First, there are actually two sub-plots: one attempt to acquire silencers and explosives to attack federal buildings and employees; just Frederick Thomas and Dan Roberts are implicated in that plot. The other was a half-baked discussion to manufacture ricin. Ray Adams and Samuel Crump are primarily implicated in that plot, with Roberts and Thomas goading them on. That’s significant because while the weapons plot advanced steadily over time culminating in a purchase, the ricin “plot” consisted of some bragging in March, and some taped conversations in September and October, showing not only that the alleged attackers were largely ignorant about ricin, but also appearing to show them coaching the confidential informant in the case how to make ricin, not necessarily making it themselves.

If you’re gonna do this (unintelligible), it’s gotta be built, a hood. There can be no air, can’t be no disturbance.

[snip]

I can get ya seed (castor beans). I know where the seeds is at right now.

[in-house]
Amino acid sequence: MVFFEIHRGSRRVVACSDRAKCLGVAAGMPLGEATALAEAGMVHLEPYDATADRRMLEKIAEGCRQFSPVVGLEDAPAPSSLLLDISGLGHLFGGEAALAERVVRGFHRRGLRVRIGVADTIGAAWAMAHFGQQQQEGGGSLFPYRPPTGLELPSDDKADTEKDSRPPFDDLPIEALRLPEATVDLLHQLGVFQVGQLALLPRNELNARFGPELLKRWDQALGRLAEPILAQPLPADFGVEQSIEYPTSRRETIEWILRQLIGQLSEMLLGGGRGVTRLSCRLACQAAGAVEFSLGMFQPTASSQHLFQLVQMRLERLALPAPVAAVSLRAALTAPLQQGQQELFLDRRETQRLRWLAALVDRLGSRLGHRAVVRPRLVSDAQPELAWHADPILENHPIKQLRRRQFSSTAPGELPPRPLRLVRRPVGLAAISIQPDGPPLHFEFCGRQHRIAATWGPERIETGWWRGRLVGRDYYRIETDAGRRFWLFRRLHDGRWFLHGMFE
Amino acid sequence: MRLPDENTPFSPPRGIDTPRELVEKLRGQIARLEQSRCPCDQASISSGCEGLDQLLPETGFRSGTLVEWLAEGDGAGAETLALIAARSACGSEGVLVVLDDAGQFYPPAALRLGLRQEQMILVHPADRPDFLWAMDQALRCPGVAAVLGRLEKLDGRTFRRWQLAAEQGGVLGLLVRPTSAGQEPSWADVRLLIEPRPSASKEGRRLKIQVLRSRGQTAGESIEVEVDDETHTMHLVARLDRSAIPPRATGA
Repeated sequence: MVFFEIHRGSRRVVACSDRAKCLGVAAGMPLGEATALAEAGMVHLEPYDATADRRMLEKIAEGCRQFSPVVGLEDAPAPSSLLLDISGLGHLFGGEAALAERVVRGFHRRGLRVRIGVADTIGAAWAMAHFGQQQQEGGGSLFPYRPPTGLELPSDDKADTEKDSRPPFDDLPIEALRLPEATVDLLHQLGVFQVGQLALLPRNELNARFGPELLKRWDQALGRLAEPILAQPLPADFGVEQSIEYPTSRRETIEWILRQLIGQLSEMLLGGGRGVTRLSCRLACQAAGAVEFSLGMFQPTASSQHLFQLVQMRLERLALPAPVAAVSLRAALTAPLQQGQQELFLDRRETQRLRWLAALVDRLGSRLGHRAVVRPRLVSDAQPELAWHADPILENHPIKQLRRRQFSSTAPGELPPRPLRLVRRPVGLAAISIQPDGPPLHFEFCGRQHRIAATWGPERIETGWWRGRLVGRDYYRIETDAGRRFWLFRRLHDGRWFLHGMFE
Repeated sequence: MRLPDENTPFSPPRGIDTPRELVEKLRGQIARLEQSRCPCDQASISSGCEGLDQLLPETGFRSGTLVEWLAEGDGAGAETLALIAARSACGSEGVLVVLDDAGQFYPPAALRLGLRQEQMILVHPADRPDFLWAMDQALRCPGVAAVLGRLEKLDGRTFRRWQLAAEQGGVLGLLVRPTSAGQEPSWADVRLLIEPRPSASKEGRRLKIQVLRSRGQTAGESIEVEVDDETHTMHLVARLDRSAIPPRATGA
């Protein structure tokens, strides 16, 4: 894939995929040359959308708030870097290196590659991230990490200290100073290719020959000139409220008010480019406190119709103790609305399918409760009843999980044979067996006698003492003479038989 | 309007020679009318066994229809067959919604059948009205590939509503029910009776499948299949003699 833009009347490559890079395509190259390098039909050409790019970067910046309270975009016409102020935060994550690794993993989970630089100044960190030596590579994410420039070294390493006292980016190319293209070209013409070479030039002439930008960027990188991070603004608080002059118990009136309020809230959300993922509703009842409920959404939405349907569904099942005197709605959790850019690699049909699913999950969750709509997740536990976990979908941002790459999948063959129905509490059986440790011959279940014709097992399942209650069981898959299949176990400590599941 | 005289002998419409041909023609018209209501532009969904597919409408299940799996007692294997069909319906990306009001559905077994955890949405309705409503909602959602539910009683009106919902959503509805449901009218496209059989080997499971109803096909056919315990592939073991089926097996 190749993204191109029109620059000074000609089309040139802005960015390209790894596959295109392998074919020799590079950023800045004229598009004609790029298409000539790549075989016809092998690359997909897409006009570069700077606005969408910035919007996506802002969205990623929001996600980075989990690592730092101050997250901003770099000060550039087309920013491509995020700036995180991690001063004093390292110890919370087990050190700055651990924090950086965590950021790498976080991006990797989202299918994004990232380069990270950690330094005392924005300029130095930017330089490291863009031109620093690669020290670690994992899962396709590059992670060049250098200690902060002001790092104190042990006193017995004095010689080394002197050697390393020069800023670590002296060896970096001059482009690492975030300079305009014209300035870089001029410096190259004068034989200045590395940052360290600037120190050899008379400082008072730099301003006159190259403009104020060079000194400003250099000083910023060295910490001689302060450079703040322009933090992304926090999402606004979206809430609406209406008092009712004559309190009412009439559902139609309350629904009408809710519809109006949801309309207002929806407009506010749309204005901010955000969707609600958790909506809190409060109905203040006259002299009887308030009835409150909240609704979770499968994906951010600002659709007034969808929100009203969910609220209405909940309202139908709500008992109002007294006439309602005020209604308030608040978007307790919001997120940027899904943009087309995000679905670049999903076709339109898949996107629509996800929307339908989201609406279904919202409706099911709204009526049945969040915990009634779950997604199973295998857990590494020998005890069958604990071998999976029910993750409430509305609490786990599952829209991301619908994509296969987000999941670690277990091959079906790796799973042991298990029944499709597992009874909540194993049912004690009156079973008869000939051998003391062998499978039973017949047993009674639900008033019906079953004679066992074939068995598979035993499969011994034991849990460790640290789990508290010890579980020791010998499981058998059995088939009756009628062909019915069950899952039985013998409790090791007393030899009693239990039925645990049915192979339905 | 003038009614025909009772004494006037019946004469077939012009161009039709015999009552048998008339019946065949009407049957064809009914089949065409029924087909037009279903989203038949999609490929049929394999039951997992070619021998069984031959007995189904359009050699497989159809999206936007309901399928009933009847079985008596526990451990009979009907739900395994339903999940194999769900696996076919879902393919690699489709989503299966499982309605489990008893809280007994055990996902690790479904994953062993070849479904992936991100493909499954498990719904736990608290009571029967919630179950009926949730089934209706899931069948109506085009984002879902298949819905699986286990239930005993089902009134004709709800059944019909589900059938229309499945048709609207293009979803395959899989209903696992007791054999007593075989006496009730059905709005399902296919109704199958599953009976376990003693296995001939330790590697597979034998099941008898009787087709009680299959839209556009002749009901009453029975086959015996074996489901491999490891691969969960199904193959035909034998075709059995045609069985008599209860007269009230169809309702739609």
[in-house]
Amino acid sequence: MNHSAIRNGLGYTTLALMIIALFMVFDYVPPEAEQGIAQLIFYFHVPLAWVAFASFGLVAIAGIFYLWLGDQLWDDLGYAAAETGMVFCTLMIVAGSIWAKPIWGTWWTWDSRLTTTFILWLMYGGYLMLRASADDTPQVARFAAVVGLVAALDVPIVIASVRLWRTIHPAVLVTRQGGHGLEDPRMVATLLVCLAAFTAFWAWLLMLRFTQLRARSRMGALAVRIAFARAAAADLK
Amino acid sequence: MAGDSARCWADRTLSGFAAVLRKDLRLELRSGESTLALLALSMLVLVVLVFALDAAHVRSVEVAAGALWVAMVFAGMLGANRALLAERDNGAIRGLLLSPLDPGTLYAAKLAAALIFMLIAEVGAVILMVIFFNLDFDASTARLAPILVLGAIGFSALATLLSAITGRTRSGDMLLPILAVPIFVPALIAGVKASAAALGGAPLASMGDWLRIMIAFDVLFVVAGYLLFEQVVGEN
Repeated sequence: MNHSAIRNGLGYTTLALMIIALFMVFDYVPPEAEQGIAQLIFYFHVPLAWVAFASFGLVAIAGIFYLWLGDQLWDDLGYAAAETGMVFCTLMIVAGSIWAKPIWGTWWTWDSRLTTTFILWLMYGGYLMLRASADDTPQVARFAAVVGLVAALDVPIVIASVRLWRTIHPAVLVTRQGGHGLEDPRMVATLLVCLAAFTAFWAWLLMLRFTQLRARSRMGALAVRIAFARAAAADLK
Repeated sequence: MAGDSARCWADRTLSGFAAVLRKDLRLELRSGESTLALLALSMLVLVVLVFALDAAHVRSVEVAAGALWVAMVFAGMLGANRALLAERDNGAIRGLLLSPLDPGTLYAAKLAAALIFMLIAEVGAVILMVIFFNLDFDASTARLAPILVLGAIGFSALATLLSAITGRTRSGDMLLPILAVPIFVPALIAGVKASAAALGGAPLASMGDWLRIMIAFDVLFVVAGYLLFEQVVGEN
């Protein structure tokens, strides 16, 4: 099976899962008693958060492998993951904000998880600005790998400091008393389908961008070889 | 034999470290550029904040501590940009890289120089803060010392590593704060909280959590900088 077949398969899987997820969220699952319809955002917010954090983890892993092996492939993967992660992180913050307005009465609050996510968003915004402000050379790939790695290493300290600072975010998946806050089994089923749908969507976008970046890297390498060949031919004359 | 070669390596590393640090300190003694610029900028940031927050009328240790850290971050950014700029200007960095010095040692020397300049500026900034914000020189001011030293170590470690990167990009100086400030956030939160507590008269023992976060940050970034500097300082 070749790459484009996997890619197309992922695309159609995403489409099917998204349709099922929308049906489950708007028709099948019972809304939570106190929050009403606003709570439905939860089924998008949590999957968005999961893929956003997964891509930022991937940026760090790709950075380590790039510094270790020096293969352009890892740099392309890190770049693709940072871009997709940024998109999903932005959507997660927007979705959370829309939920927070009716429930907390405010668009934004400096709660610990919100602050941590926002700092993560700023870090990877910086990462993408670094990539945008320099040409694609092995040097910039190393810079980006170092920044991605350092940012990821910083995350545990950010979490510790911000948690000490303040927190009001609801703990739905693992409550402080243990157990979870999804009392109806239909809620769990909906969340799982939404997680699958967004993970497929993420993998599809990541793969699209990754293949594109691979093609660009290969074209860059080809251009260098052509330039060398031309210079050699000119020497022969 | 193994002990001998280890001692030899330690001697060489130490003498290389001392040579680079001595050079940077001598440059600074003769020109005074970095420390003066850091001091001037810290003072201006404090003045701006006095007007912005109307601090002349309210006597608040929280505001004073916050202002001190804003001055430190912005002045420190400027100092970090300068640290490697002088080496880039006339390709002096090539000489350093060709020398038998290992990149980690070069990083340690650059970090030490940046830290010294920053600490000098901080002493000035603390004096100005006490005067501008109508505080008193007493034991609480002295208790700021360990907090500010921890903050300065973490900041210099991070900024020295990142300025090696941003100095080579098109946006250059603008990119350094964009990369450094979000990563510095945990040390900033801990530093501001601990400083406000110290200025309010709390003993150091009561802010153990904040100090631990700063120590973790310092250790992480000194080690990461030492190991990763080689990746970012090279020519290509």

[snip]

You take a pound of that (unintelligible), get upwind, up around Washington, DC, get about 20,000 feet (in an airplane), and turn that shit loose, it’d cover the whole (unintelligible) of Washington.

That’s particularly significant because the last two conversations laying out the ricin plot–separate conversations October 29 with both Crump and Adams–were not recorded by the informant. And that informant? He’s a liar.

CHS1 is currently on bond for pending felony state charges. The FBI administered a polygraph test to CHS1 during the investigation of a militia group. The FBI polygrapher determined that CHS1 gave less than truthful responses concerning the activities of the militia group.

In short, the whole ricin plot seems like a bad advertisement for Red Devil lye, since Crump appeared to put off making the ricin because he couldn’t find that brand of lye; Adams, for his part, claimed he’d make lye himself by leaching wood ashes.

Given the lack of seriousness of the ricin plot, it appears to have been incited at the end in time for the bust in the other plot, to use guns and explosives to kill federal workers. That plot started back in March, included a surveillance trip in May, and discussions with an undercover FBI employee about buying weapons on June and July. On September 20, Thomas agreed to trade weapons 30 days later and also to pay $1000 for explosives. In late October, Thomas, Roberts, and the informant put together money to make the purchase. On November 1, Thomas and Roberts bought a silencer and what they believed to be explosives from an undercover FBI agent.